Professor Gulati advises and speaks to corporations large and small around the globe. Some of his representative speaking and consulting clients include: Abbott Laboratories, Aetna, Allergan, American Tower, Bank of China, Baxter, Berkshire Partners, Boston Scientific, Caterpillar, Clifford Chance, Credit Suisse, Ford, Future Brands, GE, General Mills, Henkel, Hitachi, Honda, Hospira, IBM, Levi Strauss, LaFarge, Lockheed Martin, McGraw-Hill, Merck, Metlife, Microsoft, Novartis, Qualcomm, Rockwell Collins, Sanofi Aventis, SAP, Seyfarth Shaw, St Jude, Target, Unilever, and White and Case. He has served on the advisory boards of several startup companies and has appeared as an expert witness in business litigations.
He has been a frequent guest on CNBC as well as a panelist on several of their series on topics that include: the Business of Innovation, Collaboration, and Leadership Vision. Professor Gulati holds a Ph.D. from Harvard University, a Master's Degree in Management from M.I.T.'s Sloan School of Management, and two Bachelor's Degrees, in Computer Science and Economics, from Washington State University and St. Stephens College, New Delhi, respectively. He lives in Newton, Massachusetts.
My research has focused on interorganizational relationships, with an emphasis on interfirm strategic alliances, which include voluntary exchange or co-development of products, technologies, or services between firms. I examine the factors that influence the critical decisions firms face -- the number of alliances they enter, their choice of partners, and the governance structure they use to formalize alliances. I also consider social and behavioral influences on the performance of such alliances. In each of these areas, I extend the dyadic focus on individual relationships by considering the implications of the interorganizational networks in which firms are located. In some recent research, I have extended this relational perspective to the study of intra-firm collaboration and looked at how firms develop closely integrated business systems to adapt to changing market imperatives. A description of some of ongoing research projects follows:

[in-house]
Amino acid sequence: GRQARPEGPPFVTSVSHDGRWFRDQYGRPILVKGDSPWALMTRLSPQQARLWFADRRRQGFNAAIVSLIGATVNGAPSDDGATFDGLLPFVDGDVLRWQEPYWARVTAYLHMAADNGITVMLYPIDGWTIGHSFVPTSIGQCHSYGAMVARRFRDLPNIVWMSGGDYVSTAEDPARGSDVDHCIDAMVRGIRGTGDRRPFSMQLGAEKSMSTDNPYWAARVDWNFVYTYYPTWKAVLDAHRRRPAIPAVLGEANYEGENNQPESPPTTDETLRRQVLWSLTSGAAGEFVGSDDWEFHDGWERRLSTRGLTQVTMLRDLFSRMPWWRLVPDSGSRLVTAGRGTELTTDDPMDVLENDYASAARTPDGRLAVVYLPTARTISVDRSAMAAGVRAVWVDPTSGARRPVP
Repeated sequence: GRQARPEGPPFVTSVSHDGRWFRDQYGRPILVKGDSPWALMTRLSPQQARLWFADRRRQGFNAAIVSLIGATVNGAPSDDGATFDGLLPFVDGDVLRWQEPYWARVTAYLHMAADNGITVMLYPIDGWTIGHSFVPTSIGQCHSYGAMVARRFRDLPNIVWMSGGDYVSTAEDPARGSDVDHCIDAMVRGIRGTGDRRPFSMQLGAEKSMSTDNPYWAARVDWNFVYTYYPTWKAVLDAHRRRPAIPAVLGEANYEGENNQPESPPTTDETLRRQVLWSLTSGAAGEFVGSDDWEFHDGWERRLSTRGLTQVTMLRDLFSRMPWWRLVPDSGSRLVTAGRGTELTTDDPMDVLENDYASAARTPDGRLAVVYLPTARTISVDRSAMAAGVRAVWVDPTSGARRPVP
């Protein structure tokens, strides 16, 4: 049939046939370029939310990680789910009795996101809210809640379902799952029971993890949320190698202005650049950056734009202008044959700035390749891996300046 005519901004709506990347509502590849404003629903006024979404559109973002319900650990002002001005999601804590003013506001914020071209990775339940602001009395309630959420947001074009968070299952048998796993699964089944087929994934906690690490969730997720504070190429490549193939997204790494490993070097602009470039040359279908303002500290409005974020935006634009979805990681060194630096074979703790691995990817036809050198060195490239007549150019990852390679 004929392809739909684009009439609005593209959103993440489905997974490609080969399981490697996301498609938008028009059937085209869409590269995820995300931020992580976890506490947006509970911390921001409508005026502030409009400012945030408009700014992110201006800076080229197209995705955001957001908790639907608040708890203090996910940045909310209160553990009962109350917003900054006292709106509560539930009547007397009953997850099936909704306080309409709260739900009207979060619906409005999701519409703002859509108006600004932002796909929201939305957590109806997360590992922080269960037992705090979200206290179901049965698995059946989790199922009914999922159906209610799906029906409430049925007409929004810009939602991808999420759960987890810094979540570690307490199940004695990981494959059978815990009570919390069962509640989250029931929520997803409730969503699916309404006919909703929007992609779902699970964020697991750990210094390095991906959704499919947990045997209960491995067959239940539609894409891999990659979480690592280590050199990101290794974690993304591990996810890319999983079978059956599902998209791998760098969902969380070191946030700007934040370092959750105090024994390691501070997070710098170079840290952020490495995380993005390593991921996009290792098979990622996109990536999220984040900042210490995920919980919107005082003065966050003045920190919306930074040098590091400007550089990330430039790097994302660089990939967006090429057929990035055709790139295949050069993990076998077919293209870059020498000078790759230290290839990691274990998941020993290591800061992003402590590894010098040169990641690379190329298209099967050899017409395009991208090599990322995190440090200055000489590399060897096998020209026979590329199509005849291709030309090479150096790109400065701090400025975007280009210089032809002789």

Dynamics of Network Formation
An ongoing research project with my doctoral students extends my previous line of inquiry by examining some of the evolutionary dynamics of small-world networks. Diverging from recent research that has analyzed static small worlds, we have adopted a dynamic view of the development and ultimate dissolution of such networks. We also consider the micro-level behavioral dynamics underlying the development of these pervasive social systems; some of these dynamics result in the formation of local ties, which agglomerate into tightly linked clusters, while others generate bridging ties between those clusters.
Governance of Interorganizational Exchange
In a series of papers, I examine the antecedents and consequences of governance choices in exchange relations. Using data from the automotive industry, a coauthor and I have examined the dynamics associated with the social and contractual structure of sourcing relationships in this context. We develop a theory about (1) when and how pre-existing trust-the level of trust established prior to the current exchange-complements governance in directly enhancing exchange performance regardless of the governance structure used and (2) when and how pre-existing trust leads to the substitution of one governance mode for another, which may in turn shape exchange performance indirectly. In another co-authored study I am investigating the extent to which firms exchange information among their internal units versus with their external suppliers of components. Our findings confirm my prior field observations that in many instances the extent of information exchanged is actually lower among internal units than between the firm and its external suppliers. However, we also find that this reduced level of information exchange does not have a significant effect on the performance of the relationship. We develop a theory to explain these findings. In a separate, conceptual paper my coauthor and I reexamine the traditional assumption of make and buy as mutually exclusive choices. We present an integrated theory of plural sourcing, wherein firms use multiple governance modes simultaneously to procure the same input.